Young marriage may not be stable and satisfactory, study says

By , Reporter  |  Wednesday, February 13, 2013 11:43 PM

With a new consumer report showing that six million couples are likely to get engaged on Feb. 14, it isn’t a surprise that some St. Thomas students have already tied the knot.

Professor John Buri, who teaches a psychology of marriage and family course, said a 2012 research study based on 22,000 married couples suggested that couples who get married between the ages of 23-28 have the best chance for stability and satisfaction.

“Younger than 23, people are often pretty immature and as a result, the marriages aren’t as stable,” Buri said. “After 28, people get set in their ways and therefore marital satisfaction goes down.”

Senior Erin Al Zaher is recently wed to Mohammed Al Zaher, and sophomore Caity Kubicek is engaged to Derek Lee.

Sophomore Caity Kubicek shows off her engagement ring after Derek Lee proposed to her. The couple has been engaged for a year and a half. (Anne Becken/TommieMedia)

Sophomore Caity Kubicek shows off her engagement ring after Derek Lee proposed to her. The couple has been engaged for a year and a half. (Courtesy of Caity Kubicek)

“We actually met here at St. Thomas, and we hit it off pretty quickly,” Al Zaher said. “We were friends for a while, and then we started dating.”

Kubicek said her fiancé is in the Marine Corps and when the couple got word about a Japan deployment, it motivated them to get engaged.

“We were really just in love, and we knew we wanted to be with each other,” Kubicek said.

Buri said any potential or existing relationship should be based on more than superficial qualities.

“Well the thing to look for, are the qualities of the individual,” Buri said. “You cannot have a relationship that’s of higher quality than the quality of the people making up that relationship, and so you want to look for character issues more than the superficial.”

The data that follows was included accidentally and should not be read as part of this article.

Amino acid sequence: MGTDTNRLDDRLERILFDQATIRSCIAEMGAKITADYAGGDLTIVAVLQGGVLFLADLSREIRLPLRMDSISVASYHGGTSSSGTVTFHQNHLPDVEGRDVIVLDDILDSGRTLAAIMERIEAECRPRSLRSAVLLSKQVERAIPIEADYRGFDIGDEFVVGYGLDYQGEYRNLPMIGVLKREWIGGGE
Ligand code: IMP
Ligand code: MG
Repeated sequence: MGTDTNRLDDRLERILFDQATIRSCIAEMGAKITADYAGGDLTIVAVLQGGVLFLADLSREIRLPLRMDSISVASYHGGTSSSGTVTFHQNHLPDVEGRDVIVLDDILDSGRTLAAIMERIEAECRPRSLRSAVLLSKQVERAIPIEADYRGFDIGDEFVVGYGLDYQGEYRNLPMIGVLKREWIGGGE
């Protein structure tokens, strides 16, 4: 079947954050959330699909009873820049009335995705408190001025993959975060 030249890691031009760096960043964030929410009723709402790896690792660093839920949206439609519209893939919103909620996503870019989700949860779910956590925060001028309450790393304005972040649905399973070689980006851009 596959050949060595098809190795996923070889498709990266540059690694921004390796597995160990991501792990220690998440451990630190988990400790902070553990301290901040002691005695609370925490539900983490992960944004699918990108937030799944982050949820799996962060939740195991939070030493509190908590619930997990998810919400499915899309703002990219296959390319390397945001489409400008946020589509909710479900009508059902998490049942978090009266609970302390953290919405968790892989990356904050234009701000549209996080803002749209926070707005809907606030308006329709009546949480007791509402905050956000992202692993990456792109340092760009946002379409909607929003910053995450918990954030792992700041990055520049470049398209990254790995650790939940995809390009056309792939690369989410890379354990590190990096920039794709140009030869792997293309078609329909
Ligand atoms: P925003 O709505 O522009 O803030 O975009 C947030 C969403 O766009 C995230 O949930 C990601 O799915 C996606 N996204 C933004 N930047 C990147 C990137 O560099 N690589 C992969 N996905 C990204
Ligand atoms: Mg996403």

In today’s culture, Buri said marriage is not always perceived in a good light.

“The culture we live in is not a very marriage-friendly culture,” Buri said.

However, Erin Al Zeher’s and Kubicek’s families and friends were supportive with their decisions to wed at a young age.

“My friends were really excited, they thought it was really cool,” Kubicek said. “Some of them were a little worried that I wouldn’t get the full college experience.”

Although St. Thomas is a Catholic school, students have a variety of opinions, especially when it comes to young love.

“Too young and too soon,” senior Kristie Miller said. “You have the rest of your lives to do that, so you might as well take it slow to make sure you’re making the right decision.”

Freshman Tony Martin said young marriage is fine if the couple is content with the idea of staying together forever.

“Obviously it’s a big choice, but if they think that they can commit for that long at such a young age, props to them,” Martin said. “It is pretty young to be getting married at 18 or 21, but then again, it all matters on how the couple feels toward each other.”

For some students, including Erin Al Zaher, it takes time to come to the realization that marriage at a young age isn’t always a negative thing.

“It’s kind of interesting because even like a couple of years ago, I would’ve thought that I was too young,” Erin Al Zaher said. “Then you meet that one person, and you just kind of know. It just feels right.”

Anne Becken can be reached at

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